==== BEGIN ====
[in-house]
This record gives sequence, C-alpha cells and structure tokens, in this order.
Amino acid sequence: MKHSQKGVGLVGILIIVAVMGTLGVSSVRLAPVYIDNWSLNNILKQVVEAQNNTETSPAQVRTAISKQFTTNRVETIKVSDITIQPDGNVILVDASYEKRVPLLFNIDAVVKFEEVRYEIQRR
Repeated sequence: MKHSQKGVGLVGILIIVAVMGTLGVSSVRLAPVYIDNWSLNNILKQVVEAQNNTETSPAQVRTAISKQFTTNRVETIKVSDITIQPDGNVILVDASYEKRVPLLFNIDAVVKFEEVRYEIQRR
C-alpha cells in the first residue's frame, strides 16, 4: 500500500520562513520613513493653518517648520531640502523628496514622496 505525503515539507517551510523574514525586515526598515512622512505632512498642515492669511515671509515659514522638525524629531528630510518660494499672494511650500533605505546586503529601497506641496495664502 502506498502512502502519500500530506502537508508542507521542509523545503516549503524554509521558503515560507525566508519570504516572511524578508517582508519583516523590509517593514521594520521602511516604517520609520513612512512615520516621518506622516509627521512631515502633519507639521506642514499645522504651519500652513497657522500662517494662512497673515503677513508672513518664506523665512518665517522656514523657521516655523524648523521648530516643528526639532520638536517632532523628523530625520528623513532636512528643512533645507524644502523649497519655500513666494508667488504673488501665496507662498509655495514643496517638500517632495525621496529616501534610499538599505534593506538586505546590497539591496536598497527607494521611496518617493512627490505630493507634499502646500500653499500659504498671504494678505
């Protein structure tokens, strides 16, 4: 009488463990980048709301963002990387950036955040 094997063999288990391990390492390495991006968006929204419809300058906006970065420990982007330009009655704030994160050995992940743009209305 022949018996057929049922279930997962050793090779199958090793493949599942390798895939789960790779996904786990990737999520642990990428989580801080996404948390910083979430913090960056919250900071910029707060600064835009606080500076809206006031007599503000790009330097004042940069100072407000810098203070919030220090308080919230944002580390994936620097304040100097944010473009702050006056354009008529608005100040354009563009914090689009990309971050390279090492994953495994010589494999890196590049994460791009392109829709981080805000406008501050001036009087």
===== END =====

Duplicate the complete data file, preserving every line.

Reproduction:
[in-house]
This record gives sequence, C-alpha cells and structure tokens, in this order.
Amino acid sequence: MKHSQKGVGLVGILIIVAVMGTLGVSSVRLAPVYIDNWSLNNILKQVVEAQNNTETSPAQVRTAISKQFTTNRVETIKVSDITIQPDGNVILVDASYEKRVPLLFNIDAVVKFEEVRYEIQRR
Repeated sequence: MKHSQKGVGLVGILIIVAVMGTLGVSSVRLAPVYIDNWSLNNILKQVVEAQNNTETSPAQVRTAISKQFTTNRVETIKVSDITIQPDGNVILVDASYEKRVPLLFNIDAVVKFEEVRYEIQRR
C-alpha cells in the first residue's frame, strides 16, 4: 500500500520562513520613513493653518517648520531640502523628496514622496 505525503515539507517551510523574514525586515526598515512622512505632512498642515492669511515671509515659514522638525524629531528630510518660494499672494511650500533605505546586503529601497506641496495664502 502506498502512502502519500500530506502537508508542507521542509523545503516549503524554509521558503515560507525566508519570504516572511524578508517582508519583516523590509517593514521594520521602511516604517520609520513612512512615520516621518506622516509627521512631515502633519507639521506642514499645522504651519500652513497657522500662517494662512497673515503677513508672513518664506523665512518665517522656514523657521516655523524648523521648530516643528526639532520638536517632532523628523530625520528623513532636512528643512533645507524644502523649497519655500513666494508667488504673488501665496507662498509655495514643496517638500517632495525621496529616501534610499538599505534593506538586505546590497539591496536598497527607494521611496518617493512627490505630493507634499502646500500653499500659504498671504494678505
């Protein structure tokens, strides 16, 4: 009488463990980048709301963002990387950036955040 094997063999288990391990390492390495991006968006929204419809300058906006970065420990982007330009009655704030994160050995992940743009209305 022949018996057929049922279930997962050793090779199958090793493949599942390798895939789960790779996904786990990737999520642990990428989580801080996404948390910083979430913090960056919250900071910029707060600064835009606080500076809206006031007599503000790009330097004042940069100072407000810098203070919030220090308080919230944002580390994936620097304040100097944010473009702050006056354009008529608005100040354009563009914090689009990309971050390279090492994953495994010589494999890196590049994460791009392109829709981080805000406008501050001036009087």